That same year, El-P and Company hit back hard with "Linda Tripp," a diss track aimed at Sole that actually includes a recorded phone call between El-P and Sole. In the conversation, Sole gives props to El-P and Company Flow and says he doesn't want beef. With that bit of vulnerability injected into the very beginning of the song, the stage was set for a vicious takedown, and El-P delivered.

    "You little, lying muthafucka, you know you kiss my ass/And then you try to [DJ scratch of lyrics saying 'Change up the past']/Who fell into their own hiri kiri kit when they lied to themselves/Self-abuse by selling lies self-destructive," El-P raps, basically calling Sole a groupie.

    El-P is not the one.

    Company Flow's "Linda Tripp"

    Sole's "Dear Elpee"

  • G-Eazy’s “Bad Boy”

    Response to Machine Gun Kelly’s “Funk Flex Freestyle”

    Back in 2018, Machine Gun Kelly used a Funkmaster Flex freestyle to throw some verbal darts at G-Eazy, and Gerald responded with an epic takedown that doesn't get as much praise as it should. For the freestyle, which premiered in August of 2018, MGK claims he had sex with G-Eazy's girlfriend—MGK doesn't say the woman's name, but G-Eazy was dating singer Halsey at the time—and that Eazy was trying to take his look.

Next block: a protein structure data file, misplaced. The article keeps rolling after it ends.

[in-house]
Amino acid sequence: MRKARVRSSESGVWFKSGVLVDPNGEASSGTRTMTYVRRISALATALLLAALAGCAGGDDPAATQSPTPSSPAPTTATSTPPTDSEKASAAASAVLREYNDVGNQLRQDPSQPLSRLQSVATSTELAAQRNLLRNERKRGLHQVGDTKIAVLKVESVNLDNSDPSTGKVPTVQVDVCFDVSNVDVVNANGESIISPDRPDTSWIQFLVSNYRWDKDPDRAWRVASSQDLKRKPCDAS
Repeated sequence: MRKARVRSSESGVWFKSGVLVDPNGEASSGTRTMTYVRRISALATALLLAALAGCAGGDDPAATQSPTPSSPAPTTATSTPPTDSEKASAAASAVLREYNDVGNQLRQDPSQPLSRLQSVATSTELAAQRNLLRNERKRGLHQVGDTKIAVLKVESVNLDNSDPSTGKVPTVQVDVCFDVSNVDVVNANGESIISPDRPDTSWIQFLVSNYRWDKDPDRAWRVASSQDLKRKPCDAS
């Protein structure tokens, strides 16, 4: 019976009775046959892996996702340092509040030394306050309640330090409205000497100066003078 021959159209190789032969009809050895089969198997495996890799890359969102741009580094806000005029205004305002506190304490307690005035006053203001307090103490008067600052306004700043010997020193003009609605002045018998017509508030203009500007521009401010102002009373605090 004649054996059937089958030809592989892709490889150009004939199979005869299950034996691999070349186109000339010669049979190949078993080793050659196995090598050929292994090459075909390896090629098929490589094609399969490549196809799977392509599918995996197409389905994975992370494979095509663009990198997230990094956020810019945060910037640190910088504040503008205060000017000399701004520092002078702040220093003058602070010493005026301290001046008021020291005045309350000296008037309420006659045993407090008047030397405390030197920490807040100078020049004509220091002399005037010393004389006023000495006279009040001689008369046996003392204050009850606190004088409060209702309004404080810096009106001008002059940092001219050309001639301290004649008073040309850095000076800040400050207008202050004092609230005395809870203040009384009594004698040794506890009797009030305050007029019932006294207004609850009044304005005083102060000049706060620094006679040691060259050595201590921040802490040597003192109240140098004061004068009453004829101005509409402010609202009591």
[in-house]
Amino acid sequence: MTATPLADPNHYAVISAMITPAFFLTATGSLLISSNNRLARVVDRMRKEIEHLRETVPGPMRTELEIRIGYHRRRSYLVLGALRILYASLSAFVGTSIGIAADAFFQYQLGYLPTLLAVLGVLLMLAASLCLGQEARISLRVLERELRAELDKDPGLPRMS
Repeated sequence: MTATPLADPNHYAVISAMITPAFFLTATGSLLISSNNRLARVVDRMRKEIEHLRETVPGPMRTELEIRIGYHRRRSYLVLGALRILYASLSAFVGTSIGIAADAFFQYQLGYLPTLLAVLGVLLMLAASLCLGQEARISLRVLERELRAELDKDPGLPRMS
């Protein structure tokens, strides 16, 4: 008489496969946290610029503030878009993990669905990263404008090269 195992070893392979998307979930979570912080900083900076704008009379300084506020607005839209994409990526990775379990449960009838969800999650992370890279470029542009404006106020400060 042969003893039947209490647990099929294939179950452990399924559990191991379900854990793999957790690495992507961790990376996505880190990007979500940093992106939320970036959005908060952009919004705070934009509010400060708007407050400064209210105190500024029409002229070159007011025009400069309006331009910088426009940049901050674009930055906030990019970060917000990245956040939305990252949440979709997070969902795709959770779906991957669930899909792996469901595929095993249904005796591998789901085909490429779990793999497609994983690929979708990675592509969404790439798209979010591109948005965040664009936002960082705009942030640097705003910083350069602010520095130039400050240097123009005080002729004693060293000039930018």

"Let's just keep it G/Only Eazy I fuck with is E/I seen he died his hair and got a hanging earring/I fucked his girl, now he look like me, this shit overbearing/How dare him, I dare him/Don’t think about comparing/Man turn that frat rap off, I’m getting sick of hearing."

    For "Bad Boy," which was G-Eazy's response that was released the same day MGK's freestyle dropped, Gerald hits MGK with bits of facts and a whole lot of pettiness.

    "I headline arenas, and all of my shits go platinum/You never seen a plaque and your last shit did 30,000/It's not a competition, I'd hurt you if I start bragging/Irrelevant in culture, no one gives a fuck about him/You got both of my numbers, all this time, you never called the boy/I'm headlining, heard you opening up for Fall Out Boy."

    These two have since squashed their beef, but when it was on, it's safe to say Gerald collected the win.

    G-Eazy's "Bad Boy"

    Machine Gun Kelly's Funkmaster Flex Freestyle

  • Ma$e’s “The Oracle”

    Response to Cam’ron’s “It’s Killa”

    In 2017, Cam'ron threw some shots Ma$e's way, and what Cam got in return was an even more vicious diss.